Maxim Magazine fans, art fans, people who like reading about city life after dark. People who like gossip, and art experiments. People who enjoy New York and Philly based blogs.

Cojo_portraitsBella: Are there people in your life who don't "get the whole blog thing?" How do you explain it to them without feeling as nerdy and defensive as I usually do?

Hah, yeah. My girlfriend can't understand why I spend so much time writing when I could be drawing. I consider blogging as part of my job though. It's filling out the picture of myself as an Art Juggernaut. The words behind the images.

What's your relationship with your readers? How much interaction do you encourage? How much do you self-censor, knowing that your friends and family might be reading?

I love getting mail from my fans. I try to answer most of the e-mails I get when I have time. I love finding out celebrities, or other artists I admire have read my blog. I try not to write anything too personal, or things said to me in confidence in my blog.

Turkey_drumstick_4Bella: Have you ever heard yourself say something like "If you really cared about me/were really interested in me, you'd look at my blog"? Is this a fair thing to throw at, say, your sister, during an argument over who gets the nicest drumstick at Thanksgiving?

No, I'd prefer it if my family didn't look at my blog so I would have things to talk about at Thanksgiving. My family members all know exactly what I've been doing year round so I have to actually think about the things I haven't written about to talk about at family gatherings. They usually start conversations based on things they have read on my blog.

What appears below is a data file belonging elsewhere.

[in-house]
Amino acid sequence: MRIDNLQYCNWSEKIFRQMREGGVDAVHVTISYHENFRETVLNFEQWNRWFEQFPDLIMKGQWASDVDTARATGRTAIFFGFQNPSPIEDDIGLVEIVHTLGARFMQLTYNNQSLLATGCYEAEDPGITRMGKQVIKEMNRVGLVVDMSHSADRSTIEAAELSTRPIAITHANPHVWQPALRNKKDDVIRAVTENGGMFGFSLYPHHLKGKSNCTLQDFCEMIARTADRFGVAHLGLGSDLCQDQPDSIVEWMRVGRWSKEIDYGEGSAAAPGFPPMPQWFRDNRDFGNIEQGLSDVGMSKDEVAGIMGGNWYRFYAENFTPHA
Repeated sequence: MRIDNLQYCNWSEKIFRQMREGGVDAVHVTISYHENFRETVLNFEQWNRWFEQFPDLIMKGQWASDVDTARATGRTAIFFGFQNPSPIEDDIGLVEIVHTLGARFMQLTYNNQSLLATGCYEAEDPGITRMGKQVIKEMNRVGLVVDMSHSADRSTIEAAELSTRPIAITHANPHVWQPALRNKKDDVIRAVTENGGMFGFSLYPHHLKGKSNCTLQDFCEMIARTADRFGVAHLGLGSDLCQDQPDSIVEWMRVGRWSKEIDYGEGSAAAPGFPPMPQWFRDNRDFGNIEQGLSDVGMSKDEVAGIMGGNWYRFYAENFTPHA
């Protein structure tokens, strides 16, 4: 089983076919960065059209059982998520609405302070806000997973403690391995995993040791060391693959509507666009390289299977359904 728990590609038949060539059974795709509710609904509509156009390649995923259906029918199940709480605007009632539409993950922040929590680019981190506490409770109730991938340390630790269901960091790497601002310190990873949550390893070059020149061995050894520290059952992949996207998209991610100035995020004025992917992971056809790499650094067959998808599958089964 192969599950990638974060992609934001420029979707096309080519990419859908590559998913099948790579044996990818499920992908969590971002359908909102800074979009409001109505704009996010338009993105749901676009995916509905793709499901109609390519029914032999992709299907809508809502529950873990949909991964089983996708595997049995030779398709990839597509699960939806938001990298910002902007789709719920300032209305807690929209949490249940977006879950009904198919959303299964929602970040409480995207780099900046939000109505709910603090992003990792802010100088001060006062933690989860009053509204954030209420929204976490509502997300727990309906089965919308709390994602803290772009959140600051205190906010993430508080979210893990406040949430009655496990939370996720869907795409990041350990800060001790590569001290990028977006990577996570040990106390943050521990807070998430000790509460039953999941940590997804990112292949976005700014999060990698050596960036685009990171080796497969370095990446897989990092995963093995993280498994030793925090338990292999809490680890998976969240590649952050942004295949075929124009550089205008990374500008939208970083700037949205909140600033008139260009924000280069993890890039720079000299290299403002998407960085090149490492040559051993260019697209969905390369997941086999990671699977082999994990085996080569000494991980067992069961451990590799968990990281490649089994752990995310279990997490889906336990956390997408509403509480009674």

Sometimes a friend will ask me about something I haven't written about yet and I will just say. "I'm gonna write a whole update about that, just wait till next weekend and read about it." It's easier than telling the whole story a dozen times to just write it in blog form so my friends can all read it.Cojo_yours_or_mineI've noticed when I've told people a story I will word things a certain way and maybe in the third time telling it to different people I will realize what lines I may have said that are funnier (funnier comedic delivery) and I will be sure to write the lines that way in my update. Once I have written it down, I can release these lines from my memory, so when I get behind in my blogging I have an uneasy feeling of having to keep exact phrases in my mind, almost like if I were an actor remembering a script, or if I had just crammed for a final and have facts memorized in order. I want to just get them down in type so I can release the memory.Bella: Do you video blog? Would or will you? Are there any video blogs that you look at? What would you video blog about, if you did?

I have some Sony handycam video footage I have shot that one day when I free up some memory on my computer and some time I would like to digitize.

I just shot a pilot with some friends recently that's loosely based on my life that I have uploaded to a myspace page.Delete_keyBella: Have you ever blogged something that later you regretted and/or deleted from your blog? What lesson did you draw from that experience?

Yeah, I think I blogged about someone's birthday party and the girl who's party it was was starting to get stalked by some internet pervert who was linking to all the pics of her from her party on my blog, so I disabled the posting.